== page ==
It’s always a good idea to arrive to an appointment on time—but be prepared for the other party to be late. If you happen to be dealing with a government official, be prepared for endless delays, canceled or postponed appointments, and hours-long waits for a meeting that may last only a few minutes.
India is of course, stiflingly hot year-round, but formal attire is required. Both men and women should keep arms and legs completely covered (no short-sleeve shirts), and men should wear a coat and tie. Women should wear conservative pant suits or long skirts. You may also see some Indians (especially outside of the office) wearing traditional casual clothing, including the kurta for men, or the salwar for women.
Hierarchy counts for a lot in India, and it is necessary to meet with the highest-ranking authority first when making a deal. If you have come to India as a representative of an existing company, your own status will play an important role in your success. Indians are very open to negotiation. If you’re dealing with a government agency, be prepared for confusion and delays—and it may be best to have a local advisor who can help you navigate your way through the red tape. Expect to have to pay bribes to government officials.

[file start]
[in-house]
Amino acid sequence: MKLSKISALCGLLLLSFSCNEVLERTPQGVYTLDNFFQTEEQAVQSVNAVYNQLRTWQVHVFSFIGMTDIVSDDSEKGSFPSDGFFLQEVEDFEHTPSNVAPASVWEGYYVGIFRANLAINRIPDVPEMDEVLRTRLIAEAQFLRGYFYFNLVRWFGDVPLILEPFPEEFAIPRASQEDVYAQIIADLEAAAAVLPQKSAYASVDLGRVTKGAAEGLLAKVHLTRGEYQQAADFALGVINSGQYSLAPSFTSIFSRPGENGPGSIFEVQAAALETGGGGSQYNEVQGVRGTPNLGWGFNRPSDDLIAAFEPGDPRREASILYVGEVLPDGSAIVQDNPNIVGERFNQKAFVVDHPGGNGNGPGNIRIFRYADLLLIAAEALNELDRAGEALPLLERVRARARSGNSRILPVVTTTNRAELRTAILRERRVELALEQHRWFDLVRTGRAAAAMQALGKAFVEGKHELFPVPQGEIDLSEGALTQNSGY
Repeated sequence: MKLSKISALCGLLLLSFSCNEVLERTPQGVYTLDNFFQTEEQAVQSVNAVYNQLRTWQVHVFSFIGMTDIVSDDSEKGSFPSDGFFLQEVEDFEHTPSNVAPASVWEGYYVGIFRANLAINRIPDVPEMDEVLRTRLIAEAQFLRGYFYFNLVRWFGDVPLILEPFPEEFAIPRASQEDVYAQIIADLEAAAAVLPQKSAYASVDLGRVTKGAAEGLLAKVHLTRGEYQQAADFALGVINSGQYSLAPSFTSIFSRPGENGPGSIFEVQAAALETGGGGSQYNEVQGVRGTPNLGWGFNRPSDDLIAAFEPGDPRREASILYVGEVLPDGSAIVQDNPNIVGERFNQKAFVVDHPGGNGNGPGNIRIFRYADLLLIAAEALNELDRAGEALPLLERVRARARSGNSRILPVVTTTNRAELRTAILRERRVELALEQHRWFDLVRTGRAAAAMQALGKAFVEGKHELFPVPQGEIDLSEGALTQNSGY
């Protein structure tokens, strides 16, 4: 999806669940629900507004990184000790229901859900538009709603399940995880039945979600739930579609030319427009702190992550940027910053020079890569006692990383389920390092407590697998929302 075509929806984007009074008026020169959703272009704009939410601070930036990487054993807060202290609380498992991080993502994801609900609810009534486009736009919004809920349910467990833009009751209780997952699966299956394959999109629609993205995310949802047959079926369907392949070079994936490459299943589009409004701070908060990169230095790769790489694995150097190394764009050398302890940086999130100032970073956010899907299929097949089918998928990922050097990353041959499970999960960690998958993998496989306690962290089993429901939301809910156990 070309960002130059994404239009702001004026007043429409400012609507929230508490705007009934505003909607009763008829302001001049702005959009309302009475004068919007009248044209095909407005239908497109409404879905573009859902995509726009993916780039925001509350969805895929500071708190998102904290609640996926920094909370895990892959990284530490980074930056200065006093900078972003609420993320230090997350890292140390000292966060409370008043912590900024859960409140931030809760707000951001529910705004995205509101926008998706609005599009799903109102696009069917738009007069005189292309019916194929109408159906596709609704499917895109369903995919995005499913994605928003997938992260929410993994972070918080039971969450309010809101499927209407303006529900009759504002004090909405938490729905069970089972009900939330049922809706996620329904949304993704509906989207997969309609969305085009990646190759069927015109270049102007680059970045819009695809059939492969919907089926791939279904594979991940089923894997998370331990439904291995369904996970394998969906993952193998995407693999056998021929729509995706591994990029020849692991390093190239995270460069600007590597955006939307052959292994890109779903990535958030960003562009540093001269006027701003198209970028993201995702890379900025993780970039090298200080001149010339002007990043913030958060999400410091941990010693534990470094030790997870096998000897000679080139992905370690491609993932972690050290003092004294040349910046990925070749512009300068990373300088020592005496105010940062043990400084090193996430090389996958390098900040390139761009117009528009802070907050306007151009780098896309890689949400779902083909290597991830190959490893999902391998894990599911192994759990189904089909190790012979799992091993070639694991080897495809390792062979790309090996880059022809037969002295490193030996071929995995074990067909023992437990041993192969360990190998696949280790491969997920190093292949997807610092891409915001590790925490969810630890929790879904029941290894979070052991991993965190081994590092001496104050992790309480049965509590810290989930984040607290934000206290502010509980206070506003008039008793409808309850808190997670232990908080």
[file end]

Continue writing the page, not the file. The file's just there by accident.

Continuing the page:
And although an Indian businessperson may offer a handshake to a Western counterpart, that is not the standard greeting, and it is important to understand the custom. The standard Indian greeting involves folding both hands in a prayer-like gesture, and raising them to your chest and bowing your head slightly. Conversations tend to be filled with subtleties, and Indians prefer not to say “no” to anything. Look for subtle clues or hesitation to determine their true feelings. Also, don’t get confused if an Indian shakes his head from side to side—that doesn’t mean “no” as it does in the West. It is simply a gesture made to indicate that someone is listening to you.
You will find that Indians are very tolerable and courteous to foreigners. Their religious and traditional customs and practices will carry forward into the workplace however, so try to be respectful of them and learn a little bit about the culture before your appointment.
I hope you have found this article interesting and, of course, useful. Good luck!